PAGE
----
Wendy Hewitt and Marie Dancer write for Pharmacy Business explaining the GPhCs new standards for pharmacy professionals

On May 12, 2017, new standards for pharmacy professionals come into force from the General Pharmaceutical Council (GPhC). Marie Dancer, a solicitor at Richard Nelson LLP, and Wendy Hewitt, a barrister from 5 St Andrews Hill, explain its ramifications…

The GPhC have replaced the previous seven principle standards with the following nine, stating that pharmacy professionals must:

1. Provide person-centred care;
2. Work in partnership with others;
3. Communicate effectively;
4. Maintain, develop and use their professional knowledge and skills;
5. Use professional judgement;
6. Behave in a professional manner;
7. Respect and maintain the person’s confidentiality and privacy;
8. Speak up when they have concerns or when things go wrong;
9. Demonstrate leadership.

The new standards make it clear that they are to be met by pharmacy professionals at all times, not only during working hours. The GPhC argues that the attitudes and behaviours of pharmacy professionals outside of work can affect the trust and confidence of patients and the public in pharmacy professionals.

The new standards have proved to be controversial. The PDA tried to challenge the legality of the new standards in legal proceedings known as a judicial review before the High Court. The PDA’s concern was that the standards created a significant degree of uncertainty, exposing pharmacists to unnecessary risk.

Whilst the High Court refused to allow the PDA’s challenge, the Judge provided welcome comments for pharmacy professionals, indicating that the application of the new standards will have to be rooted in real life and common sense.

In some ways, the new standards have not changed significantly. For example, within the new standard 5, ‘using professional judgement’, the GPhC states that pharmacy professionals should consider and manage appropriately any personal or organisational goals, incentives or targets.
This is similar to the previous Standards 2, 5 and 7. A common example where this standard is relied on in GPhC fitness to practise proceedings is when a pharmacist, often citing organisational pressure, completes Medicines Use Reviews, (MURs) unnecessarily, to hit organisational targets.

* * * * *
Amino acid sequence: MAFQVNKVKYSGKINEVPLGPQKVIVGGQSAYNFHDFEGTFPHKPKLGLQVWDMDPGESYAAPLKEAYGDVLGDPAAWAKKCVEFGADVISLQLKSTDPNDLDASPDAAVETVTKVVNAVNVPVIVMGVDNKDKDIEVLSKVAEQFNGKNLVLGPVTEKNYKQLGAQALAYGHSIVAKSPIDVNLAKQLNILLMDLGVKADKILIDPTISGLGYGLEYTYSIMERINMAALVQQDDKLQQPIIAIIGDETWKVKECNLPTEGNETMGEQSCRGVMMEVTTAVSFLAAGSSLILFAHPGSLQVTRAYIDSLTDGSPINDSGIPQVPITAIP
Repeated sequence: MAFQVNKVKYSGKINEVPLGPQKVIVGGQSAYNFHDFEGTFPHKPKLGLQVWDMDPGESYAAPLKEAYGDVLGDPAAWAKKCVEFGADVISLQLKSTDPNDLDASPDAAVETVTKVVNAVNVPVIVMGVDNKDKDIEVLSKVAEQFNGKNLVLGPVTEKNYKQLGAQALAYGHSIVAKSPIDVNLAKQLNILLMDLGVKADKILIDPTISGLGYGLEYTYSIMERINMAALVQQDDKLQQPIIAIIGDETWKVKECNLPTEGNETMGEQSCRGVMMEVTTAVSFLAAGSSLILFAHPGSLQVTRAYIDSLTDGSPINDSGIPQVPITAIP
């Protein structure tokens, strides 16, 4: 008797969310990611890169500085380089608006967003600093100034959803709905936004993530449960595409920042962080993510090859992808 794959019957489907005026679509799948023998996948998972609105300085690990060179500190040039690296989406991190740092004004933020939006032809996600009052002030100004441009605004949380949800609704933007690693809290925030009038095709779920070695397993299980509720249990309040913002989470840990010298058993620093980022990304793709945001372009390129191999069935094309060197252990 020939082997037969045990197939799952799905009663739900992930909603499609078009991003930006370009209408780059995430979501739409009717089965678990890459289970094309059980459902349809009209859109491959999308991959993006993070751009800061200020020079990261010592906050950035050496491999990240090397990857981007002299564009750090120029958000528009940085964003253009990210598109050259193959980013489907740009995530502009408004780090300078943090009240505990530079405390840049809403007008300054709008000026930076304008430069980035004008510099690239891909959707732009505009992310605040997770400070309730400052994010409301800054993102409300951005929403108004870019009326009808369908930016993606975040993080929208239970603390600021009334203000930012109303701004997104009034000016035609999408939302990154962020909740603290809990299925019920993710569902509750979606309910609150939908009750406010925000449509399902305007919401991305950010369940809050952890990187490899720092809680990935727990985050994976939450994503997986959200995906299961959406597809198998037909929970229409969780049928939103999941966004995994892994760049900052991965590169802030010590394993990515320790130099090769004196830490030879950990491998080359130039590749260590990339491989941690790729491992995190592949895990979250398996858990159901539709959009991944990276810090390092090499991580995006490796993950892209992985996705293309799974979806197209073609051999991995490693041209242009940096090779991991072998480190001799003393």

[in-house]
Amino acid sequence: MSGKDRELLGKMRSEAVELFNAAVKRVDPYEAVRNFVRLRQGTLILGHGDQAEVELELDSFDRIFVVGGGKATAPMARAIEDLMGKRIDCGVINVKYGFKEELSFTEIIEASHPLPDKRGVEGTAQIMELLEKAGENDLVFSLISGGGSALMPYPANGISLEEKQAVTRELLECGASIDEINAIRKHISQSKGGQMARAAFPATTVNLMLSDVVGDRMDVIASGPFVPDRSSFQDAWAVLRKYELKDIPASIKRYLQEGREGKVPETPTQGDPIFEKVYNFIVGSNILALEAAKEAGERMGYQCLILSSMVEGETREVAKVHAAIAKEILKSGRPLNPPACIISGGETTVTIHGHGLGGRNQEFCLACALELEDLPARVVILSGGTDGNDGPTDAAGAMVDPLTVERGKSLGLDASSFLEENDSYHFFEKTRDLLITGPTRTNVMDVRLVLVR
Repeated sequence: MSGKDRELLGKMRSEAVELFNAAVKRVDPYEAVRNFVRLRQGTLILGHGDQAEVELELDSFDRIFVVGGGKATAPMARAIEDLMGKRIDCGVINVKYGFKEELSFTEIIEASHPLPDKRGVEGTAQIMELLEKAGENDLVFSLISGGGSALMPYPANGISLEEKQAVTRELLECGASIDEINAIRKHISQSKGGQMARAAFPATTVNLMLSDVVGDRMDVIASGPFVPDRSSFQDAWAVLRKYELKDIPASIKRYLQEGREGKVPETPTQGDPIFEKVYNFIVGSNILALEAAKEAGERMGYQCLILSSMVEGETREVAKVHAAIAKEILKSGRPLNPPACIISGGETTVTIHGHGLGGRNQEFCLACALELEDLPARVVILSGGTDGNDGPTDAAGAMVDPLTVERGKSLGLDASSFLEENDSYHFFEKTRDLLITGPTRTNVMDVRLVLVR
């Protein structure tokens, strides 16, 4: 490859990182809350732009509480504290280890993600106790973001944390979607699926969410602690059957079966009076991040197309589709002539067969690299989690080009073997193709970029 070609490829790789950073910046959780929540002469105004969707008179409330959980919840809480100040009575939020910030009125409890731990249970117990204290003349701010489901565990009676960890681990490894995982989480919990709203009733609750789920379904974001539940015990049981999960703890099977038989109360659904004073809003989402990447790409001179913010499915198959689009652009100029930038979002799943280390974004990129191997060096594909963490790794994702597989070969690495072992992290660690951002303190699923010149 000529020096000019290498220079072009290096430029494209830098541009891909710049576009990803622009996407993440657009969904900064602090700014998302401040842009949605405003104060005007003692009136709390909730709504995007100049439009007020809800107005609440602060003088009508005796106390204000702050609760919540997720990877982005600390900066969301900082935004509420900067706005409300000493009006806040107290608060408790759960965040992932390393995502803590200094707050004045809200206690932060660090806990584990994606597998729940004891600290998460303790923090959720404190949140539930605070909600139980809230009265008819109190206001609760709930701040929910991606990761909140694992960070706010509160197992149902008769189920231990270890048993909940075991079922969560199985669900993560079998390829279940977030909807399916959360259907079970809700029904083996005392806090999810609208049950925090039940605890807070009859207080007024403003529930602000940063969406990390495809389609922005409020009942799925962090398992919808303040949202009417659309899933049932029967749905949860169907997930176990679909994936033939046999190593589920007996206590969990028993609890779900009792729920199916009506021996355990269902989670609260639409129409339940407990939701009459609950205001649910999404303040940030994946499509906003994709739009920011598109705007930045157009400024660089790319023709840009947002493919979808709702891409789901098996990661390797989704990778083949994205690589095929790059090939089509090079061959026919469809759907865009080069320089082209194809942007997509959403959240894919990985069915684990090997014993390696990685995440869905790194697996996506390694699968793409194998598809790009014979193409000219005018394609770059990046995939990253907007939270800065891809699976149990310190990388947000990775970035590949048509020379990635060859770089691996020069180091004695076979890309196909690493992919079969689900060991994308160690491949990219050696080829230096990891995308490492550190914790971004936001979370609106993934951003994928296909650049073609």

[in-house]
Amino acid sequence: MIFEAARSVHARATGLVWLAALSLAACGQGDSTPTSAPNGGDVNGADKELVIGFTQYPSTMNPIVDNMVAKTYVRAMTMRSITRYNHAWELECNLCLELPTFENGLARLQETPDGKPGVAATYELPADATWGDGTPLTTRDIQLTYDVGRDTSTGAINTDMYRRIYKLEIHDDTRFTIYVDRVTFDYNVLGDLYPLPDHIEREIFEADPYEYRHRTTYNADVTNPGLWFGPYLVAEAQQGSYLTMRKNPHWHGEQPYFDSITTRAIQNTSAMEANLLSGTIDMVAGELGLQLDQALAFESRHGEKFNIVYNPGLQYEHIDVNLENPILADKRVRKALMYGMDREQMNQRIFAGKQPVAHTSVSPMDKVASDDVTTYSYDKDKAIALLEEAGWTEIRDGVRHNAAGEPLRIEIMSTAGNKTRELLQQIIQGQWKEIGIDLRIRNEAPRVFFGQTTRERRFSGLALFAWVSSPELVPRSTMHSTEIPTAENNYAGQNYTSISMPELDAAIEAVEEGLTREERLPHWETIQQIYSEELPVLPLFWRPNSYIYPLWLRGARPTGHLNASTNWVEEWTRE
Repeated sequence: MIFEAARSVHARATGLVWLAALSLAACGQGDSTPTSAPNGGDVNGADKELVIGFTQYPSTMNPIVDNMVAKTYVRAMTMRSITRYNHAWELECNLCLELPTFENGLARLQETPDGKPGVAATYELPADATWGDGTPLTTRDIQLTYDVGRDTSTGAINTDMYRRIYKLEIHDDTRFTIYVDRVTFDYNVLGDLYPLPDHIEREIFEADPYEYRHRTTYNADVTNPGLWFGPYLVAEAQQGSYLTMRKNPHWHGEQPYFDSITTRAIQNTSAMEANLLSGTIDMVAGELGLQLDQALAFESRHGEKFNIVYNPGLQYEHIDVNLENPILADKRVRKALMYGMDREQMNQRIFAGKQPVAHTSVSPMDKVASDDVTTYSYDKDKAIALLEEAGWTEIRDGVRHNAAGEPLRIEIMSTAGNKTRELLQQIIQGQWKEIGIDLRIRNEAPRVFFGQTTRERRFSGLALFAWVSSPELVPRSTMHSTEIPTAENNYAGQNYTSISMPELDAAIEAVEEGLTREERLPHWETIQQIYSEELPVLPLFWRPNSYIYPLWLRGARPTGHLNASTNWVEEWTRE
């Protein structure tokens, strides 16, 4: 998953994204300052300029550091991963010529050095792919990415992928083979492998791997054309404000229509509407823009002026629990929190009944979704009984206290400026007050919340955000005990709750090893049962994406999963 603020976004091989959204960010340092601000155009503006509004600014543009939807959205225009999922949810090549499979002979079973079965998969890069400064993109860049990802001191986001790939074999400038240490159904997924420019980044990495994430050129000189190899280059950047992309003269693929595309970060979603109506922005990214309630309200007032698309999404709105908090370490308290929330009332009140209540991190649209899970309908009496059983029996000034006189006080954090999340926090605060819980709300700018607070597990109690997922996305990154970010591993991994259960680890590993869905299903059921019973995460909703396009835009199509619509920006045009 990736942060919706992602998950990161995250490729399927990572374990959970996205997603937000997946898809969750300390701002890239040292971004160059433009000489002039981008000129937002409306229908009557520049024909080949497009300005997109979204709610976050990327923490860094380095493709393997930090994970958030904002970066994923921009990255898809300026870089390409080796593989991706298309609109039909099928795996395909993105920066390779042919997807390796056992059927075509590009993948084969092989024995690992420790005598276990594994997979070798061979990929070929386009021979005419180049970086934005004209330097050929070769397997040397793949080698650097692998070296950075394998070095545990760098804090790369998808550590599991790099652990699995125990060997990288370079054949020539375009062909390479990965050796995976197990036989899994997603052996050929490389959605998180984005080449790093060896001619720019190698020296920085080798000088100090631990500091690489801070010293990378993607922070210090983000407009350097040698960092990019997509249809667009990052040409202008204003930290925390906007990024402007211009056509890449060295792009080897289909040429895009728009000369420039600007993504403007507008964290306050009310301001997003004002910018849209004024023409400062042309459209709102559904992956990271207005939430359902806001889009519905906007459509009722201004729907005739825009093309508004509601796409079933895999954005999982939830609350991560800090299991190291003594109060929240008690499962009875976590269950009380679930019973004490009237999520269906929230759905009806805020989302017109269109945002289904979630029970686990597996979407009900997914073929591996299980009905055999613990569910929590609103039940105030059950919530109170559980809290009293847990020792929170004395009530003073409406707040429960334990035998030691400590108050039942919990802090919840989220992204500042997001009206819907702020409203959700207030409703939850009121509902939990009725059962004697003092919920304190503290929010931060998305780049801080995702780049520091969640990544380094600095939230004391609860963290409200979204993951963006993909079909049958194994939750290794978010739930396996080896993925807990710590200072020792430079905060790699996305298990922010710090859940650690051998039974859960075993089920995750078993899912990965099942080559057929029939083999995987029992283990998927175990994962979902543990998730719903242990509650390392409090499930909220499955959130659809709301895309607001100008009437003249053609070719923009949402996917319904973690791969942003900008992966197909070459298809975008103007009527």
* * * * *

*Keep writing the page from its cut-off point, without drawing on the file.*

Depending on the specific circumstances and the approach taken by the pharmacist, sanctions for this breach range from warnings through to suspensions. Issues like this are highly unlikely to change with the new standards.

The GPhC’s guidance for standard 6, ‘behaving in a professional manner’, is perhaps more controversial. In some respects, it is an amalgamation of the previous standards 1, 3 and 6, reiterating that pharmacy professionals must treat people with respect and act with honesty and integrity.

Where the new standards go further, and arguably impose a more onerous burden on registrants, is that the new standard repeats the caution that behaving professionally is not limited to the working day and that the importance of maintaining confidence in the profession calls for appropriate behaviour at all times.

Examples are given of the need to be ‘polite and considerate.’ On the face of it, most people would like to expect politeness and consideration from others. However, in the real world, pharmacy professionals, like all others are still human and few, if any, manage to maintain a demonstration of politeness and consideration, outside of work, at all times.

There are plenty of examples with the current 7 standards, in force since July 2012, where pharmacy professionals have faced fitness to practise proceedings as a result of an event in their private lives, where the public interest or the integrity of the profession was said to be at risk.
A common example is when behaviour, sometimes amounting to a criminal offence, which has nothing to do with a pharmacy professional’s work results in a referral to the GPhC’s Fitness to Practise Committee. Examples include theft (outside of work), drink driving or offences of violence.

Our experience is that registrants frequently have difficulty understanding what the event has to do with them being a good pharmacist. The answer is that whilst it may not impact on their clinical ability, an assessment of their character is part of the cost of being a regulated professional.
The court has consistently upheld the principle that the reputation of a profession and public confidence in it, is more important than the fortunes of any individual member, citing that the membership of a profession brings benefits, but also costs.

In the High Court challenge brought by the PDA, the judge gave the example that a pharmacist who was impolite over a board game need not lose sleep. However, a racist tirade on social media may result in a fitness to practise investigation, as it may shed light on how a pharmacist might provide professional services.

It may also affect the trust and confidence of patients and the public in pharmacy professionals. The Judge urged the standards to be applied with common sense. It remains to be seen exactly how the GPhC will seek to interpret the new standards in fitness to practise proceedings.
Those of us who regularly represent pharmacists before the GPhC’s Fitness to Practise Committee anticipate legal arguments about what amounts to common sense when applying these new standards.

Click on the link for Richard Nelsons’ resource on GPhC fitness to practice.